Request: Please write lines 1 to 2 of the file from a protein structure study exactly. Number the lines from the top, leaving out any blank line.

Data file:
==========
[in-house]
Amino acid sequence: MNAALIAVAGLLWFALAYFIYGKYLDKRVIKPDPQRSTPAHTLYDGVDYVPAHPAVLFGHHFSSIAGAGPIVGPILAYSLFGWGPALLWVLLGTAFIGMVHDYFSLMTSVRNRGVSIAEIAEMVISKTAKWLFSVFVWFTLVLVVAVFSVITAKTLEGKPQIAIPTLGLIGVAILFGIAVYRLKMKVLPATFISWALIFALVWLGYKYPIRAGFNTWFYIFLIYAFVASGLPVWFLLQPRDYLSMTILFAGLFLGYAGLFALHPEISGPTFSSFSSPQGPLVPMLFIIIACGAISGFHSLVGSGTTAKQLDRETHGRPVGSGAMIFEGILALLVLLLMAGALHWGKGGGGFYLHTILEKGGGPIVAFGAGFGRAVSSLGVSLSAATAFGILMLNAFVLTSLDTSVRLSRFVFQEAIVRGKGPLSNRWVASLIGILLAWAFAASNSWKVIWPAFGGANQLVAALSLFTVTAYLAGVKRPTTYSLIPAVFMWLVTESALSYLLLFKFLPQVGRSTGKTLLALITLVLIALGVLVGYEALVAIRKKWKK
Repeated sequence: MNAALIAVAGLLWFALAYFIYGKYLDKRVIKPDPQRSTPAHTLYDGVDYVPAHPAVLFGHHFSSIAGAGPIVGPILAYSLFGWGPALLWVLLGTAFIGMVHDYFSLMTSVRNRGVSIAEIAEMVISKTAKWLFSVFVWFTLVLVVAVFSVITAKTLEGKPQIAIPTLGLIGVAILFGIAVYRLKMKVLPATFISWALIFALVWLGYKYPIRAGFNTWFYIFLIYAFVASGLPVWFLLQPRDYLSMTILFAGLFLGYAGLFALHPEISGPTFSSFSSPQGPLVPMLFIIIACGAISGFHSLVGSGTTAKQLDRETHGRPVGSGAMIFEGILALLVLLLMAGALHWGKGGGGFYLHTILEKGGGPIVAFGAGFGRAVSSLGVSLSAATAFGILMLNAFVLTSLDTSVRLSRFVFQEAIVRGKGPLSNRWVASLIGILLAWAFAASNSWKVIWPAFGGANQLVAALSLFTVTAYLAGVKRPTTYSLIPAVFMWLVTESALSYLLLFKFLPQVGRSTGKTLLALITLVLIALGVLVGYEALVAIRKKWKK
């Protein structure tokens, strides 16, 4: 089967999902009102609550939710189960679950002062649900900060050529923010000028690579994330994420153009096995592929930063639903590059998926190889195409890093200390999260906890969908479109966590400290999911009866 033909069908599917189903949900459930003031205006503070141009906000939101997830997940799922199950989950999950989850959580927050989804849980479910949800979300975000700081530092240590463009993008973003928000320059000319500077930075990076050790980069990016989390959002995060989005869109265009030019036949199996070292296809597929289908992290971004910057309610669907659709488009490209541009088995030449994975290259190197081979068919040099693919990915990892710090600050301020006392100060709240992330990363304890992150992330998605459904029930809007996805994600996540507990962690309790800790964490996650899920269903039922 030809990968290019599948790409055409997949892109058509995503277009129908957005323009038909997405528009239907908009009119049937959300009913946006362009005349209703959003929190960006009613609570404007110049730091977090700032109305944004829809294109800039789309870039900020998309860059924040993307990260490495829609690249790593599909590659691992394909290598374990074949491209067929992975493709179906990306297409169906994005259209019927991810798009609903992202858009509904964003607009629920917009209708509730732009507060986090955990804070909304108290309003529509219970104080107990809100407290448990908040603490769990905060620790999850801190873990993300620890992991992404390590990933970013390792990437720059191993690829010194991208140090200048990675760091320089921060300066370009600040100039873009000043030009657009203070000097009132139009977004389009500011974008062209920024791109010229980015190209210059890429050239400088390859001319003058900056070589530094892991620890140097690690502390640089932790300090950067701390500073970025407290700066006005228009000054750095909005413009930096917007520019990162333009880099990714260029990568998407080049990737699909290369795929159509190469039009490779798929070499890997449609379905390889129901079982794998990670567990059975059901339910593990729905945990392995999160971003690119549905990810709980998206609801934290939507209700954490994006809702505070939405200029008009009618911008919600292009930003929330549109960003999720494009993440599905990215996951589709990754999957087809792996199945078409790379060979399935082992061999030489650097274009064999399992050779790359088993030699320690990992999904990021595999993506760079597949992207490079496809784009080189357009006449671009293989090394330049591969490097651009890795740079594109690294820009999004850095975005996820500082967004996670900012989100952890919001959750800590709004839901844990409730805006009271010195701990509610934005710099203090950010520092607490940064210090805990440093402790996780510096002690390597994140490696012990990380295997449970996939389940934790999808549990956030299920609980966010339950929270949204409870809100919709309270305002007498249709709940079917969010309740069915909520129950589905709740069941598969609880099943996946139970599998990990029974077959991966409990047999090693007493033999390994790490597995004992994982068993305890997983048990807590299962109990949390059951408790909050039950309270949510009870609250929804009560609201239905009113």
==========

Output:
[in-house]
Amino acid sequence: MNAALIAVAGLLWFALAYFIYGKYLDKRVIKPDPQRSTPAHTLYDGVDYVPAHPAVLFGHHFSSIAGAGPIVGPILAYSLFGWGPALLWVLLGTAFIGMVHDYFSLMTSVRNRGVSIAEIAEMVISKTAKWLFSVFVWFTLVLVVAVFSVITAKTLEGKPQIAIPTLGLIGVAILFGIAVYRLKMKVLPATFISWALIFALVWLGYKYPIRAGFNTWFYIFLIYAFVASGLPVWFLLQPRDYLSMTILFAGLFLGYAGLFALHPEISGPTFSSFSSPQGPLVPMLFIIIACGAISGFHSLVGSGTTAKQLDRETHGRPVGSGAMIFEGILALLVLLLMAGALHWGKGGGGFYLHTILEKGGGPIVAFGAGFGRAVSSLGVSLSAATAFGILMLNAFVLTSLDTSVRLSRFVFQEAIVRGKGPLSNRWVASLIGILLAWAFAASNSWKVIWPAFGGANQLVAALSLFTVTAYLAGVKRPTTYSLIPAVFMWLVTESALSYLLLFKFLPQVGRSTGKTLLALITLVLIALGVLVGYEALVAIRKKWKK